From top: Minister for Housing, Planning and Local Government Eoghan Murphy *right) at the”Topping Out” Ceremony for Charlemont Street Regeneration Project on Monday; Dan Boyle
We have a government that is philosophically opposed to the idea of The State directly being involved in the provision of housing. Its belief is founded on the understanding, that it is wrong to interfere in a market, that should naturally be able to correct itself.
This might be all well and good, if a housing market actually existed in Ireland. What has existed, for several decades, in the absence of a real market, has been one of the most effective cartels operating in the world.
Land has been sat on. Planning permissions have been rolled over and have been left unused. A growing number of housing units have been left vacant, or allowed to go derelict. All exercises in restricting supply, in order to maximise price, and ultimately profit.
With these circumstances in play, The State has an obligation to directly provide housing, so as to allow an actual proper market be put in place.
Those of us old enough to remember when The State was last involved in the direct provision of housing, should pause and consider that it was far from being an idyllic experience.
Too often in the past, particularly in the 1970s, these interventions led to institutionalised ghettoes of poor housing stock.
But for most of the history of this State, the record of social housing provision has been good. In the city in which I live, Cork, one third of the housing units were built on behalf of the City Council.
Where the market is always right merchants may have a point is that being a housing provider and a housing regulator, is rarely a good idea. However when cartel economics has taken such deep root, there is a moral duty on The State to intervene.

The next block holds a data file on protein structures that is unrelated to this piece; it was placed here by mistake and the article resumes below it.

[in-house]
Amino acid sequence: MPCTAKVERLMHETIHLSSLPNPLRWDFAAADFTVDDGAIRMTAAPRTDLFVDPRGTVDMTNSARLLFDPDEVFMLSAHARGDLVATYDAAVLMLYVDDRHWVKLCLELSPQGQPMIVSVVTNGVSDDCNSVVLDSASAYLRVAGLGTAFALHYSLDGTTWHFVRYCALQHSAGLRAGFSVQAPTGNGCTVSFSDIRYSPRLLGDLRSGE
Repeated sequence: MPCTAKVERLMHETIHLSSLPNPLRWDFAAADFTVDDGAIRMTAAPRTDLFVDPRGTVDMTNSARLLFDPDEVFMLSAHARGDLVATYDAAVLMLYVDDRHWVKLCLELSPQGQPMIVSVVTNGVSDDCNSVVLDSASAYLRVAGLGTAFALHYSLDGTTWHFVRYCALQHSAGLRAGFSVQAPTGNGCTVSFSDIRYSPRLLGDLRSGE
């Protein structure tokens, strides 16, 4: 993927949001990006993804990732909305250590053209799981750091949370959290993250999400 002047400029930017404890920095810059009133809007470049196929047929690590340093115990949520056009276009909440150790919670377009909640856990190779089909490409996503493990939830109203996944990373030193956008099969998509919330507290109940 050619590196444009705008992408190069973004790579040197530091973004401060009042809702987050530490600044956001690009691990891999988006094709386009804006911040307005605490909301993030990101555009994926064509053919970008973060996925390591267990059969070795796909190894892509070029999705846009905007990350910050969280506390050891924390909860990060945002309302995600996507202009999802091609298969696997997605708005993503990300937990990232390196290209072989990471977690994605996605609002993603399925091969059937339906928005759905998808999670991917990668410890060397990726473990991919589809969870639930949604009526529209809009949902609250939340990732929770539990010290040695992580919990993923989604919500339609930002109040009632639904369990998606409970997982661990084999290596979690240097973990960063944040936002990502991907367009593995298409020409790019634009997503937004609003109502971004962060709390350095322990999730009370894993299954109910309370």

We should not aspire to recreate the National Building Agency of old, rather we should be establishing a new body, one not solely dedicated to providing social housing alone.
A new State Housing Agency should directly compete with private developers in providing multiple tenancy options – affordable housing, rent to buy, step down housing, as wall as social housing renting.
By making available wider tenancy choices, The State should in theory be producing a new floor, pardon the pun, on prices in this market.
A way of overcoming the regulator/developer dilemma, would be to make voluntary housing bodies responsible for the management of this new housing stock. Such bodies have shown themselves to be adept, especially in the management of community facilities.
It will still be as a regulator that The State can make its greatest impact, especially in the rental sector. Achieving better rent security through making longer term leases the norm, is what we should be striving for.
Government unwillingness to tackle these obvious reforms is a whole different basket of self interests.